Fencers Take on Cornell; Jennings Will Miss Match

Harvard's fencing team, flaunting a 6-2 record after a convincing win over MIT last Tuesday, plunges back into Ivy League competition this afternoon, taking on Cornell at the IAB.

The Crimson will be without the services of standout epee man Chris Jennings, who left yesterday morning for Los Angeles to participate in the qualifying tournament for the Under 20 National Team. Jenning's departure seems to be without the consent of Crimson coach Edo Marion, who said yesterday that he thought Jennings would not be making the trip to Los Angeles.

"When Jennings told me that he wanted to go, I told him that if he wanted to be on a college team, he must fence in all the matches," Marion said. "And since he already has enough points to qualify for the National Team, I told him that perhaps he should skip the tournament."

According to Jennings's roommate, Philip Weiss, the Crimson epee man plans to stay in Los Angeles until Thursday, which means he will miss the important Columbia match on Tuesday.

Without Jennings, Marion will probably go with John Hirschfeld, Ken Bartels, and Eugene White in epee, with Eric Read as the top reserve.

Cornell is a tough team to come up against, despite its 1-2 record in the Ivies. The Big Red lost to both Penn and Princeton by 14-13 margins. They have a strong sabre team and also have the benefit of a three-week European tour, which the team took during reading period.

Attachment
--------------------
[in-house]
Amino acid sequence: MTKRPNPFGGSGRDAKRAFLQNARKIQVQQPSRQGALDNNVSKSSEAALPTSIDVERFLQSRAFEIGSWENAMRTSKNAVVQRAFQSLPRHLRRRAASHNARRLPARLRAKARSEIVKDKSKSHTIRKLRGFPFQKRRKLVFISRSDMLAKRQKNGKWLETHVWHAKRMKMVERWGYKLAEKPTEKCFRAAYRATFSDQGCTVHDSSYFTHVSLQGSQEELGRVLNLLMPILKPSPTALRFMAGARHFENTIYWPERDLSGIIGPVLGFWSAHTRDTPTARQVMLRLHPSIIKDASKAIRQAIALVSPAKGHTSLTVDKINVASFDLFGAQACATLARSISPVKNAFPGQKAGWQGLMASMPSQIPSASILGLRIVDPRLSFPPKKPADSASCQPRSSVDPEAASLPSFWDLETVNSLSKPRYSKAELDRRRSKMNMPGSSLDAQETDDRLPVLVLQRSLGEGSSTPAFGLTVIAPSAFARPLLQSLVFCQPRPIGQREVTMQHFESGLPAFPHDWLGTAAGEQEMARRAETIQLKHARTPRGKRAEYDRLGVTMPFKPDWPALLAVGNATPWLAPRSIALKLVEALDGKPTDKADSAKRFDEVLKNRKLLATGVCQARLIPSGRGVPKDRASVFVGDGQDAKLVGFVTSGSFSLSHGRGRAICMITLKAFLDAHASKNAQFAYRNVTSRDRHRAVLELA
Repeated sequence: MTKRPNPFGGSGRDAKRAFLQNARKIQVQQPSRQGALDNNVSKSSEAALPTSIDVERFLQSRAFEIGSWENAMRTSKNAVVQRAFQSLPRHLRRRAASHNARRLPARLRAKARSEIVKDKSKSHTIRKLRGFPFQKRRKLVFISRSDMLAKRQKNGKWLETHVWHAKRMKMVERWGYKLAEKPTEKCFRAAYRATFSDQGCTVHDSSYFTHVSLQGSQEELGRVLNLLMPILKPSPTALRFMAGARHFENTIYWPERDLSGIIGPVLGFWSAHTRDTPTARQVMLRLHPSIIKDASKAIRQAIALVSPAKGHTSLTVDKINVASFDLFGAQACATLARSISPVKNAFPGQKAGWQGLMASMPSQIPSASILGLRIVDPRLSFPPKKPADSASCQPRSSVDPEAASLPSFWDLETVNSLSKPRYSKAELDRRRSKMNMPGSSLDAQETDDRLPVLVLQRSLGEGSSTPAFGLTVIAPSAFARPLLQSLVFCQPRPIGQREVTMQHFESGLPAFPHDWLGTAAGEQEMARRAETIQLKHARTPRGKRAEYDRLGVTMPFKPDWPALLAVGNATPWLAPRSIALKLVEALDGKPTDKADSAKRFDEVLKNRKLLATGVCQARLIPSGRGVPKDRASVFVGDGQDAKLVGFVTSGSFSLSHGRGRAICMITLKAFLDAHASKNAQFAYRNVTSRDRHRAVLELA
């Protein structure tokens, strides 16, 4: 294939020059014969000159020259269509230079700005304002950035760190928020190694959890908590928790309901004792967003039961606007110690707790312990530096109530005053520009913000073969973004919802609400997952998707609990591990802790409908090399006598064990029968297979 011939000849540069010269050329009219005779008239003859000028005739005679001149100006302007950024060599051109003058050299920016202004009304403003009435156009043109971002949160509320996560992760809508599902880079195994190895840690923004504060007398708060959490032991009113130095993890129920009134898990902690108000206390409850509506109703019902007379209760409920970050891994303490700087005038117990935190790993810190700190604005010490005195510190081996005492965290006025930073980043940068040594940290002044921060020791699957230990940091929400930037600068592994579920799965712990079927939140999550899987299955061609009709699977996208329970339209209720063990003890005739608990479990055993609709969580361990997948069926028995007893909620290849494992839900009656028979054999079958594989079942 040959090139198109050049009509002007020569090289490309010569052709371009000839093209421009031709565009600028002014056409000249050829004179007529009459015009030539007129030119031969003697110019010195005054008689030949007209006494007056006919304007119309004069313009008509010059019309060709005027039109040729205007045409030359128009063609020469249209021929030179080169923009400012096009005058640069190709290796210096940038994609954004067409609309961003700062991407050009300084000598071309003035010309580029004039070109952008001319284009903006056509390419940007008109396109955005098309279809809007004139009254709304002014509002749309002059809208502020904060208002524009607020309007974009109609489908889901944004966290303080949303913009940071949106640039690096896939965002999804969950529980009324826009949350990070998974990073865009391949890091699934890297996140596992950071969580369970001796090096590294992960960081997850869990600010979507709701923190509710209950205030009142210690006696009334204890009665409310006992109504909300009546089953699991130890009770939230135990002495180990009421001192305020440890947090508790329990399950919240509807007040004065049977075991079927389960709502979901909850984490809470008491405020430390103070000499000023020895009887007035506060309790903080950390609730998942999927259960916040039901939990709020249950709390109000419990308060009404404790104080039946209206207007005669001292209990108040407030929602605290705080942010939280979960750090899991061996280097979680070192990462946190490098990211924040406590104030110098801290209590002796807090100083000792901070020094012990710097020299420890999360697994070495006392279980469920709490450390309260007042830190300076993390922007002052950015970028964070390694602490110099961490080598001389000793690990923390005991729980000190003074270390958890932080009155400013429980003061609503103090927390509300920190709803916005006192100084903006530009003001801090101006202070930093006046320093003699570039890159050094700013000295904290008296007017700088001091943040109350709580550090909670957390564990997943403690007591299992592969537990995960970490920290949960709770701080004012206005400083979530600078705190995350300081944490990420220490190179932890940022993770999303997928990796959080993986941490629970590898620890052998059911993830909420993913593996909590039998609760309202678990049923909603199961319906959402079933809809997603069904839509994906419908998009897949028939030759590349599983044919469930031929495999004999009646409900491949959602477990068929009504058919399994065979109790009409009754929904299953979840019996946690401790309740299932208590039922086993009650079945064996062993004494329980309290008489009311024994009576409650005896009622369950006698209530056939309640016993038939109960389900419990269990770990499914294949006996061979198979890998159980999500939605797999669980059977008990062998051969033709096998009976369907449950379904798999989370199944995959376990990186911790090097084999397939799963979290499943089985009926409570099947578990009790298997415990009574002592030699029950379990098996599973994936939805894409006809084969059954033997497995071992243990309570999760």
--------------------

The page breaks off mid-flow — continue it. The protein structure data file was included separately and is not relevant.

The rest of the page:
While in Europe, Cornell fenced 18 matches in 21 days, giving the Big Red a definite edge in experience over the Crimson. Among the teams Cornell faced were the French National Military Team, the British National Under 20 Team, and the French National Institute of Sports Team.

Cornell is led by Julion Valaderes in foil, Ken Toring in epee and Nilo Otero in sabre.

Besides the problem of replacing Jennings, Marion will be particularly concerned with the performance of his foil squad. In recent matches the foil men have been lackluster at best, and, since Marion have counted on the foil team to carry the Crimson, the letdown has been particularly disappointing.

Marion will be closely watching freshman Phillipe Bennett, who has not lived up to his pre-season potential, and who lost two bouts against MIT. John Willinsky, another freshman, will be waiting in the wings should Bennett falter. Marion said yesterday that while he had considered his foil squad to be the strong point for the Crimson when the season started, "we are the worst team in the League right now."

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